Nothing can be found farther from my intention, since the commencement of this history, than to digress, more than necessity required, from the course of narration; and, by embellishing my work with variety, to seek pleasing resting-places, as it were, for my readers, and relaxation for my own mind:
nevertheless, the mention of so great a king and commander, now calls forth to public view those silent reflections, [p. 583]
with which it has oftentimes occupied my mind; and disposes me to inquire, what would have been the consequence, respecting the affairs of the Romans, if they had happened to have been engaged in a war with Alexander.
The circumstances of greatest moment in war seem to be, the number and bravery of the soldiers, the abilities of the commanders, and fortune, which exerts a powerful sway over all human concerns, and especially over those of war.
Now these particulars, to one who considers them both separately and collectively, must clearly convince an observer, that not only other kings and nations, but that even Alexander himself, would have found the Roman empire invincible. And first to begin with comparing the commanders.
I do not, indeed, deny that Alexander was a captain of consummate merit; but still it renders him more illustrious that he was single in command, and that he died young, while his affairs were advancing in improvement, and while he had not yet experienced a reverse of fortune.
For, to pass by other illustrious kings and leaders, who afford exemplary instances of the decline of human greatness, what was it, but length of life, which subjected Cyrus (whom the Greeks, in their panegyrics, exalt so far beyond all others) to the caprice of fortune? And the same was, lately, the case of Pompey the Great.
I shall enumerate the Roman chiefs; not every one of every age, but those very ones with whom, either as consuls or dictators, Alexander might have been engaged:
Marcus Valerius Corvus, Caius Marcius Rutilus, Caius Sulpicius, Titus Manlius Torquatus, Quintus Publilius Philo, Lucius Papirius Cursor, Quintus Fabius Maximus, the two Decii, Lucius Volumnius, Manius Curius.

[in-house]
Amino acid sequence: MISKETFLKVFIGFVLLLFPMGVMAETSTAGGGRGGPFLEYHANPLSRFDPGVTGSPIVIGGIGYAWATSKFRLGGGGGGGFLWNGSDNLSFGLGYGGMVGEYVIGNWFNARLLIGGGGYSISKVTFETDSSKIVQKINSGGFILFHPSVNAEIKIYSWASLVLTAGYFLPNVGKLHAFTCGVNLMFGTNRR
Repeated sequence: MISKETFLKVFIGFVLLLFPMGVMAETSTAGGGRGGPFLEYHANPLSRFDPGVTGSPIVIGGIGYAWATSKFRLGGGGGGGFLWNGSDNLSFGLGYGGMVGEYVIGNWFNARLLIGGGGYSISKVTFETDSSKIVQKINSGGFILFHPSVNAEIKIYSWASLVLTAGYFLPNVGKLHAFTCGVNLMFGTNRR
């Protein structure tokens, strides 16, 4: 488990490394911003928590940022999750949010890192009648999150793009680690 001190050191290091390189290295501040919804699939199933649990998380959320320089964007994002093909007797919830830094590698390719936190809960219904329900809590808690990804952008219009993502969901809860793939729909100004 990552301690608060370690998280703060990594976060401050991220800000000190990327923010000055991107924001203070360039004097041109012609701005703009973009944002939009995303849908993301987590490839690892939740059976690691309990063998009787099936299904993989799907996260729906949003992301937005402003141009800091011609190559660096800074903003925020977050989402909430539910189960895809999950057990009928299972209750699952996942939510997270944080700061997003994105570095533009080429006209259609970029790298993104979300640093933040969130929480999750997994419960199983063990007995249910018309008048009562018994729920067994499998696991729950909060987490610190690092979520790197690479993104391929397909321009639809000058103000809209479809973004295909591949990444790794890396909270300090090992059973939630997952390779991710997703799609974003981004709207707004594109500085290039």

Then follow a number of very extraordinary men, had it so happened, that he had first engaged in war with Carthage, and had come into Italy at a more advanced period of life. Every one of these both possessed powers of mind and a capacity equal with Alexander;
and also a regular system of military discipline had been transmitted from one to another, from the first rise of the city of Rome; a system now reduced into the form of an art, completely digested in a train of fixed and settled principles.
According to these principles kings had carried on wars; and afterwards, the expellers of those kings, the Junii and Valerii; according to these the Fabii, the Quintii, the Cornelii, and so too Furius Camillus, who was an old man in the earlier years of those with [p. 584]
whom Alexander must have fought.
Manlius Torquatus, had he met him in the field, might, perhaps, have yielded to Alexander in discharging military duties in battle (for these also render him no less illustrious); and so might Valerius Corvus; men who were distinguished soldiers, before they became commanders.
The same, too, might have been the case with the Decii, who, after devoting their persons, rushed upon the enemy; or of Papirius Cursor, though possessed of such powers, both of body and mind.
By the counsels of one youth, it is possible the wisdom of a whole senate, not to mention individuals, might have been baffled, [consisting of such members,] that he alone, who declared that “it consisted of kings,” conceived a correct idea of a Roman senate.
But then the danger was, that with more judgment than any one of those whom I have named he might choose ground for an encampment, provide supplies, guard against stratagems, distinguish the season for fighting, form his line of battle, or strengthen it properly with reserves.
He would have owned that he was not dealing with Darius, who drew after him a train of women and eunuchs; saw nothing about him but gold and purple; was encumbered with the trappings of his state, and should be called his prey, rather than his antagonist; whom therefore he vanquished without loss of blood, and had no other merit, on the occasion, than that of showing a proper spirit in despising empty show.
The aspect of Italy would have appeared to him of a quite different nature from that of India, which he traversed in the guise of a reveller, at the head of a crew of drunkards, if he had seen the forests of Apulia, and the mountains of Lucania, with the vestiges of the disasters of his house, and where his uncle Alexander, king of Epirus, had been lately cut off.